Oliver Wendell Holmes, Jr., was presumably unavailable for comment.

MayBee said...

Also, the councilman's claim that the law will be easy to enforce because the violation is "on film" is just plain stupid.

I read that as the councilman volunteering to personally monitor all adult films for possible violations. You know. For the public good.

edutcher said...

Ann Althouse said...

Yeah, what if the porn actor is Catholic?

I have a feeling his general direction wasn't up to begin with.

This just means he/she's got a steeper glide path to Hell.

DADvocate said...

Can you make the argument that constitutional rights are violated?

Sure. The same right that says its your body and you can do with it what you want and enables you to get an abortion in demand.

On the other hand, I guess the adult film industry will be leaving LA and, maybe, California.

Chef Mojo said...

It's moot.

All the porn is filmed in the San Fernando Valley. That's LA County, and out of City of LA's jurisdiction.

Keep on riding 'em bareback, cowgirls!

t-man said...

Following up on the "Deep Throat" thread, as a constitutional thought experiment, what if the federal government, instead of outlawing obscenity, just withdrew copyright protection for obscene material?

Michael Haz said...

"It's a regulation to protect health."

Is it a violation of the equal protection clause to require that one category of people at risk for HIV/AIDS (actors in pornographic movies) are required to wear condoms, while people in other at risk populations have no such requirement under law?

MayBee said...

Much of the San Fernando Valley is within the city of Los Angeles.

AJ Lynch said...

Workers comp rules are usually state laws not city laws. So why is the city getting involved? Perhaps it's just another librul touchy feely issue?

Titus said...

The porn industry is pretty much dead.

It's all about "amateurs' putting videos up on line.

They are more "real" and much hotter.

Porn movies are too staged and not real and I don't want anymore because thinking of all the behind the scene shit turns me off. Fluffing, drugs, Boogie Nights.
Yuck.

tits.

Coketown said...

It's moot.

All the porn is filmed in the San Fernando Valley.


I think the San Fernando Valley is a geographic area, not municipal area, most of which is within LA's city limits.

Synova said...

"Can you make the argument that constitutional rights are violated?"

It would seem to me that the commerce clause requires that this be legislated on the Federal level.

traditionalguy said...

Can't they just outlaw doing porn itself, if the harm done to the working girls is now a Public Health issue?

They already outlaw child porn as a Public Health issue.

President Saint-orum will deal with this.

Seven Machos said...

A better argument would be that constitutional rights are not violated and that the whole line of bullshit cases is built on sadly unsound logic. Tear them down. Build up a foundation of liberty in a much more sensible, democratic, broad way.

Synova said...

"It's a regulation to protect health."

What isn't?

Paul said...

Don't worry Ann, they will just move their jobs out of the state and maybe country like most businesses in California.

Not that I cry for the porno business, but I'm sure that is exactly what will happen.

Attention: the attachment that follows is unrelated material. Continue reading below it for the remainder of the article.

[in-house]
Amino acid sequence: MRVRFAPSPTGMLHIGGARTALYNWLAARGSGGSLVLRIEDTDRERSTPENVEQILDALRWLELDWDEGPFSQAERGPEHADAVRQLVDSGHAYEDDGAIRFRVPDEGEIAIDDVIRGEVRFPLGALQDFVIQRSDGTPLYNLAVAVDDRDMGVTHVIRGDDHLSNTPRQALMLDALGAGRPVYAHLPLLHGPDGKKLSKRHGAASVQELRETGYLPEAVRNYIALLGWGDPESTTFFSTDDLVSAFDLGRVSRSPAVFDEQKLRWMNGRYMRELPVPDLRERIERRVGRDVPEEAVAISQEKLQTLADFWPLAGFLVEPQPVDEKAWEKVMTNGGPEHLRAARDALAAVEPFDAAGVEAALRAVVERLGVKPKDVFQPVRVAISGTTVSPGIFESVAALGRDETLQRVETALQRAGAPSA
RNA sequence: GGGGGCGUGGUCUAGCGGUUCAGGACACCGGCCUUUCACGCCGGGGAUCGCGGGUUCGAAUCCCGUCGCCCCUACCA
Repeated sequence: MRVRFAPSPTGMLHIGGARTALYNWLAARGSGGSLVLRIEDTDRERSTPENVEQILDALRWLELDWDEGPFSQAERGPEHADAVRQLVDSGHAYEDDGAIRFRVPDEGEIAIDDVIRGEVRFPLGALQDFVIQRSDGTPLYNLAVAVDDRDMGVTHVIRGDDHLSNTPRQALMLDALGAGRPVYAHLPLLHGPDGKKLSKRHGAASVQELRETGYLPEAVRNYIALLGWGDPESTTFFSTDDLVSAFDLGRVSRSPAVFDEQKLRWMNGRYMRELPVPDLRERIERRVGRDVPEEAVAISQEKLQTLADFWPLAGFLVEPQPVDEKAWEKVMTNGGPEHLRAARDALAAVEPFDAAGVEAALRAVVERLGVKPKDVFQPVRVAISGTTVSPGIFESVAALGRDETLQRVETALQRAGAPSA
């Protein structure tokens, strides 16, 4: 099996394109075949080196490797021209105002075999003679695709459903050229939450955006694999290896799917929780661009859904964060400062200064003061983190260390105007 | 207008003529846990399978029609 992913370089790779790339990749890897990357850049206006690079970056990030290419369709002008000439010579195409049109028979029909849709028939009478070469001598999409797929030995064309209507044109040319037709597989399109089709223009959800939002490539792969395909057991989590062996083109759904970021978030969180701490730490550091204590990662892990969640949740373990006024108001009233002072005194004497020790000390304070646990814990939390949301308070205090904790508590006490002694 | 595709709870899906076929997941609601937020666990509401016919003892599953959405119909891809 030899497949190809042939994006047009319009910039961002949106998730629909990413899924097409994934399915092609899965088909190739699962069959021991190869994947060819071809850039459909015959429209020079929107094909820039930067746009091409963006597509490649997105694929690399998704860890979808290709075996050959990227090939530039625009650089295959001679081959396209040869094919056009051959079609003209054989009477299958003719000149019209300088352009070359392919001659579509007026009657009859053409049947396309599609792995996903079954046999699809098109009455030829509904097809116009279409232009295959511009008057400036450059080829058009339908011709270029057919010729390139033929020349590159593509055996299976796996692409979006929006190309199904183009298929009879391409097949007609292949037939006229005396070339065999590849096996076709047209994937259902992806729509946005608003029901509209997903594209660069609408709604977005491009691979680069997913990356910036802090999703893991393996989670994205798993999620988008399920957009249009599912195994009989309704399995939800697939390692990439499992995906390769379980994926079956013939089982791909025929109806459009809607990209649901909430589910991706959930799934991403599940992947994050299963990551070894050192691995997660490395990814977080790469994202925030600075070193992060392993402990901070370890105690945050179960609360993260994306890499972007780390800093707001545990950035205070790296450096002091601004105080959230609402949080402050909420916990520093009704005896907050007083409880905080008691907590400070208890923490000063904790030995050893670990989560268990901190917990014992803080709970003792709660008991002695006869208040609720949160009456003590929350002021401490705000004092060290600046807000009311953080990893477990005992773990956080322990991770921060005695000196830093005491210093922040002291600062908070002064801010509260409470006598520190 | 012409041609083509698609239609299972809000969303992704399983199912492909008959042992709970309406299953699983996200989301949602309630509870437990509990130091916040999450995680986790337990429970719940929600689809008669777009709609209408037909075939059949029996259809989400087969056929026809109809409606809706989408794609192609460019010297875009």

And it will not be long till California will have to be taken back by Mexico as just another failed state.

Revenant said...

what if the federal government, instead of outlawing obscenity, just withdrew copyright protection for obscene material?

It would make a lot of lawyers very rich, what with there being no objective definition for obscenity. Pretty much every book, film, and song in existence would be at *some* risk of losing protection, since there is no material so blase that some jackass in America won't take offense to it.

Steven said...

1) Griswold and Lawrence. How you have sex is none of the government's business, right? (Of course, since it's hard to defend this as having anything to do with privacy or the ability to form personal relationships, those are weak).

2) Expression. Sex with a condom is materially different in its expressive content than without; if it weren't, there wouldn't be the differential market demand that strongly favors condomless sex and "cumshots". (Commercial speech, limits on obscenity, health and safety of the workers.)

3) Irrational basis for discrimination! Why porn but not other types of sex? (Because regular sex is Griswold/Lawrence protected; lots of precedent for regulating/outlawing commercial sexual activity.)

My expectation is that this moves porn to outside the LA city limits, but still within California/9th Circuit (since I seem to recall there's a local precedent on for-pay porn being under the 1st Amendment there that is not binding precedent elsewhere). There is major differential demand for condom-free porn over condom-using. Overseas production will step in if domestic is curtailed.

Steven said...

what if the federal government, instead of outlawing obscenity, just withdrew copyright protection for obscene material?

Porn would be made overseas. If the US didn't enforce the copyright on foreign porn, it would violate Berne and TRIPS, the countries of first publication then being authorized to engage in economic retaliation. Maybe they'd try to get permission to, say, not recognize US software copyrights.

Jose_K said...

Left LA and, maybe, California... It is the only place where a Court has ruled that pornography is legal. There is aprecedent from 1984 barring prosecution as prostituion.
As said by someone else, amateurs movies and imports will take the markets

Patrick said...

didn't one of the Justices really hesitate to use the word 'fuck" in an opinion (the Fuck the Draft case)? I wonder how he'd react to using "cumshots."

Seven Machos said...

I was talking with a friend at a bar outing the other day. He brought up a good point. It goes like this: